An example for Casualty could be a cyber-induced product defect like contaminated food or vulnerable IoT devices. In most markets, the producer is liable for damage caused by product defects. In such a case the covered loss could imply Bodily Injury, Third Party Property Damage and depending on the product features, Pure Financial Loss.

Property example

A potential silent cyber scenario for Property could be a cyber-attack leading to Business Interruption due to loss/damage such as seen in NotPetya in 2017. The emergence of ransomware and other cyber-attacks showed the vulnerability of businesses and the enormous consequences on their operations due to lost/damaged data (e.g. non-availability, corruption, encryption, alteration, and deletion of data, programs, and software).

An intense dialogue and concrete measures

In order to tackle the silent cyber challenge it is necessary to understand the cyber peril as a whole and to gain clarity and transparency in the portfolios. “When we know where cyber exposures leak unintentionally into conventional lines, then we can start to correctly address and turn them into affirmative coverage and manage the inherent accumulation exposure,” Katja Weber explains. “This process must be a journey shared across industry participants. Our experts at Munich Re have developed an approach and various concrete measures to support our clients during this process. For example, these include an intense dialogue and consulting, a collection of claims, scenario based exposure assessments, wording manuals, accumulation studies, risk assessment tools and underwriting heat maps – just to mention the most important ones.”

A vanguard of silent cyber risk and growth potential

Munich Re has the ambition to actively support its clients with regard to cyber and silent cyber. As Stefan Golling points out, “we want to contribute to the cyber challenge being seen less as an obstacle and more as an opportunity for sustainable new business throughout the industry as a whole. Our approach is based on understanding risks, assessing them adequately and thus making them insurable. When talking about Munich Re as a leading global cyber solution provider, he adds, “this can only be done in close cooperation with experts from our insurance clients, our insureds and external partners from the cyber ecosystem, in order to develop a common understanding of how cyber risks should be dealt with.” In addition to risk transfer, this also includes risk management services and security measures. “To this end, we deploy our global cyber teams and rely on a network of renowned external partners to complement our own knowledge and range of services”.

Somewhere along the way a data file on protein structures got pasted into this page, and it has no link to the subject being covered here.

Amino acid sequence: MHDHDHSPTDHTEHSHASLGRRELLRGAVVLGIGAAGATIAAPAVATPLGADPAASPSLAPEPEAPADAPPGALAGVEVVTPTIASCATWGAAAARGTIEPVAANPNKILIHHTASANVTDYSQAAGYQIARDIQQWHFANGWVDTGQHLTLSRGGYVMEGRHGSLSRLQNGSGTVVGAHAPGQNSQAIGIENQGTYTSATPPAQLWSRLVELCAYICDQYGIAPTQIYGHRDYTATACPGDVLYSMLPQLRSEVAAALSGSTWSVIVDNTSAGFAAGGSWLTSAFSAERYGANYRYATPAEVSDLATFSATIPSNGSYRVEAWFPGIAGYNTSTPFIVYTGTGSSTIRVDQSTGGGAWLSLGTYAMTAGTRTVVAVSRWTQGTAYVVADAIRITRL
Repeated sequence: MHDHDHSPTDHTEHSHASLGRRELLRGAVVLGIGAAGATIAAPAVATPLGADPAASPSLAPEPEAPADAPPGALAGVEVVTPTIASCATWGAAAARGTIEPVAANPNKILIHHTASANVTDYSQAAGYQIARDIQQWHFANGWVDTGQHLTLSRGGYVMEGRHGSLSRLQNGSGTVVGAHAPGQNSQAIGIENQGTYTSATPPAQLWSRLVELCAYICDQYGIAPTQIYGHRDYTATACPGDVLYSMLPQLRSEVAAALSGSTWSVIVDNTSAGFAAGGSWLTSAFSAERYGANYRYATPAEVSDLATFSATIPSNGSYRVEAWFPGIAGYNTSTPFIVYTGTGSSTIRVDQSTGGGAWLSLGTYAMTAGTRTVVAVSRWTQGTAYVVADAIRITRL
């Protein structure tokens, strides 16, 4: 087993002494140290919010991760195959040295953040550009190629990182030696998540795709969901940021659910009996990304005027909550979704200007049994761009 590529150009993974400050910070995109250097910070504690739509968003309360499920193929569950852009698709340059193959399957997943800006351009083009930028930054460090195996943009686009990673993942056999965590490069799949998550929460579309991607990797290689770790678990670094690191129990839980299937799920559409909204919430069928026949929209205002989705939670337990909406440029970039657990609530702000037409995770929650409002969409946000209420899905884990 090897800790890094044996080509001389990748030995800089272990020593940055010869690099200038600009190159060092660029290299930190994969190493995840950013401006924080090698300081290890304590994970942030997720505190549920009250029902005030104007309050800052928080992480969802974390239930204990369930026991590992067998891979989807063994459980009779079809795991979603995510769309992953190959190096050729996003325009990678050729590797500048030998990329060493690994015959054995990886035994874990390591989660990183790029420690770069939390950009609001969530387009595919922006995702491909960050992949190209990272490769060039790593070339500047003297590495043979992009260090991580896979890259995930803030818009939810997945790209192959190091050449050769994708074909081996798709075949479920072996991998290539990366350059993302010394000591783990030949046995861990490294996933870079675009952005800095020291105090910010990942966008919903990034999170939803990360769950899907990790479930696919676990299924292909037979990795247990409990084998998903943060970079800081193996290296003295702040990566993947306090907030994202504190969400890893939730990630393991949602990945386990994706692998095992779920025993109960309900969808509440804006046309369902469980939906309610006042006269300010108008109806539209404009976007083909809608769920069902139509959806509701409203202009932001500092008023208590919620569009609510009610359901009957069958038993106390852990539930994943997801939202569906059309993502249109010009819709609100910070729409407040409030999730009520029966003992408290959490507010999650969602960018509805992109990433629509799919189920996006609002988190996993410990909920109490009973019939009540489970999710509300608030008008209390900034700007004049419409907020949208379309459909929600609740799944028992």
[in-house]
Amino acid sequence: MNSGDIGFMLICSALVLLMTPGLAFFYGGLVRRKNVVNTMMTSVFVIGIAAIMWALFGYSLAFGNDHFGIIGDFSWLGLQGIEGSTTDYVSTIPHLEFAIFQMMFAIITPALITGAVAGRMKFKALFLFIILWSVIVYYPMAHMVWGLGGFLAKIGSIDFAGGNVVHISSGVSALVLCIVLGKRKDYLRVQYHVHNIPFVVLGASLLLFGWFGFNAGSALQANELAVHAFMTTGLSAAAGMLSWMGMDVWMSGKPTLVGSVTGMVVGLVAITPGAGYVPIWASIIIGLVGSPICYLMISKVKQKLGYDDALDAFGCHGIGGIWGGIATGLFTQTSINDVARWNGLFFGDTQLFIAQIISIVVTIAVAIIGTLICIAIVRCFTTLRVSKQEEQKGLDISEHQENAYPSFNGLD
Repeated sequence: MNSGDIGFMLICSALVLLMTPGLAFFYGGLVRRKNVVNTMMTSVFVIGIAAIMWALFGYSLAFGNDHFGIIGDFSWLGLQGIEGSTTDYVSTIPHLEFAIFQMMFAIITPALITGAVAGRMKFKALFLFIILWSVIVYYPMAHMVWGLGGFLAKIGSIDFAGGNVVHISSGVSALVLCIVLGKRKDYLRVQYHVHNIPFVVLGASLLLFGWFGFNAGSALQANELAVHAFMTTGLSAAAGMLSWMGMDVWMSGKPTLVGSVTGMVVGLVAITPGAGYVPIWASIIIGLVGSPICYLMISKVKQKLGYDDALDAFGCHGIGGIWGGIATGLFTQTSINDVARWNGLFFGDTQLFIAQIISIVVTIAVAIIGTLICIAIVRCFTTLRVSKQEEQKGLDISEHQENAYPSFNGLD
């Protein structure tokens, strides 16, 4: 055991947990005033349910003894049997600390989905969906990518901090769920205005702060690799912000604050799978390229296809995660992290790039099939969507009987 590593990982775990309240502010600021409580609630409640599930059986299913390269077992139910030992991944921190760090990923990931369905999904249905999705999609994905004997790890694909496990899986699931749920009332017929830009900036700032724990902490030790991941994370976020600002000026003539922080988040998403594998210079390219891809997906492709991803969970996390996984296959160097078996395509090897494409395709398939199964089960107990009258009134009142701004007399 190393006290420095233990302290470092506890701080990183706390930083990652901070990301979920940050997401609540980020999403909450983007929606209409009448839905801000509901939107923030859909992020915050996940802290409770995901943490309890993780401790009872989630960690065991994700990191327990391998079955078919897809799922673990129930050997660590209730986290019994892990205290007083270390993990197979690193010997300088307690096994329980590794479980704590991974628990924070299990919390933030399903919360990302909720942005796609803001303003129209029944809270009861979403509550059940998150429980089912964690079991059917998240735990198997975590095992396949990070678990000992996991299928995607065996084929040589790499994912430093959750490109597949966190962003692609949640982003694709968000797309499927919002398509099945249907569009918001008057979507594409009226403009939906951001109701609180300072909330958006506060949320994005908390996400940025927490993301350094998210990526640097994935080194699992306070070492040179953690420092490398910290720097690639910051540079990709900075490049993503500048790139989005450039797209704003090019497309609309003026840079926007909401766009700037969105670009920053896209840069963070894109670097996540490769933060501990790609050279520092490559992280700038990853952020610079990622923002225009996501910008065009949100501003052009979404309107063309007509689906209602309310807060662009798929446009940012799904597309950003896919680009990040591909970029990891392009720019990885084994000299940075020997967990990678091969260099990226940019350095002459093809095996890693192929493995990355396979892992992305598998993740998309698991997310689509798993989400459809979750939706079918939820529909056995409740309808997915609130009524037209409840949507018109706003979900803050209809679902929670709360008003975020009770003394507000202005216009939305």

“Reducing the surprises and bringing sustainability to the underwriting process as well as continuous market and trend surveillance should all be aspects of a comprehensive cyber strategy including silent cyber” explains Katja Weber. “The execution will be a marathon, not

a sprint. Together with our clients we will continually evolve in order to ensure an adequate insurability of cyber and to leverage the growth potential”.